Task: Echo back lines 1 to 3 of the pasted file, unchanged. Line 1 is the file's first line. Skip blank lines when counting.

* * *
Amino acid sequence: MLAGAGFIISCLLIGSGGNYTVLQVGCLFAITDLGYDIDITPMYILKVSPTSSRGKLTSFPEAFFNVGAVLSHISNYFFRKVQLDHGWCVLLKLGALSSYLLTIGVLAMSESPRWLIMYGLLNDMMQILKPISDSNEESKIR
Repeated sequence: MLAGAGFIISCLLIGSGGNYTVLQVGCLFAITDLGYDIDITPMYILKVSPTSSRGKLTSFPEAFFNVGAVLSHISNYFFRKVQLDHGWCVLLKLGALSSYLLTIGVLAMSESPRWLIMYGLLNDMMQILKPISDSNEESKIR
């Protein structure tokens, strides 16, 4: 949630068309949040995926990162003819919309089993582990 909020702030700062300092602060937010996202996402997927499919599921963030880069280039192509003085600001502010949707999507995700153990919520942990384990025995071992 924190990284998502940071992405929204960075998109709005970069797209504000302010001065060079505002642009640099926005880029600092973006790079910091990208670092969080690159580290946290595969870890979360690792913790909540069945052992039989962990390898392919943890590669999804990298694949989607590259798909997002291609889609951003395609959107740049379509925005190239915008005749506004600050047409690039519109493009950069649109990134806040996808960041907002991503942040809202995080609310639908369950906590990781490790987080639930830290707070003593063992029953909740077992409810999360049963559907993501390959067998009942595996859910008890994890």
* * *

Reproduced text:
Amino acid sequence: MLAGAGFIISCLLIGSGGNYTVLQVGCLFAITDLGYDIDITPMYILKVSPTSSRGKLTSFPEAFFNVGAVLSHISNYFFRKVQLDHGWCVLLKLGALSSYLLTIGVLAMSESPRWLIMYGLLNDMMQILKPISDSNEESKIR
Repeated sequence: MLAGAGFIISCLLIGSGGNYTVLQVGCLFAITDLGYDIDITPMYILKVSPTSSRGKLTSFPEAFFNVGAVLSHISNYFFRKVQLDHGWCVLLKLGALSSYLLTIGVLAMSESPRWLIMYGLLNDMMQILKPISDSNEESKIR
């Protein structure tokens, strides 16, 4: 949630068309949040995926990162003819919309089993582990 909020702030700062300092602060937010996202996402997927499919599921963030880069280039192509003085600001502010949707999507995700153990919520942990384990025995071992 924190990284998502940071992405929204960075998109709005970069797209504000302010001065060079505002642009640099926005880029600092973006790079910091990208670092969080690159580290946290595969870890979360690792913790909540069945052992039989962990390898392919943890590669999804990298694949989607590259798909997002291609889609951003395609959107740049379509925005190239915008005749506004600050047409690039519109493009950069649109990134806040996808960041907002991503942040809202995080609310639908369950906590990781490790987080639930830290707070003593063992029953909740077992409810999360049963559907993501390959067998009942595996859910008890994890």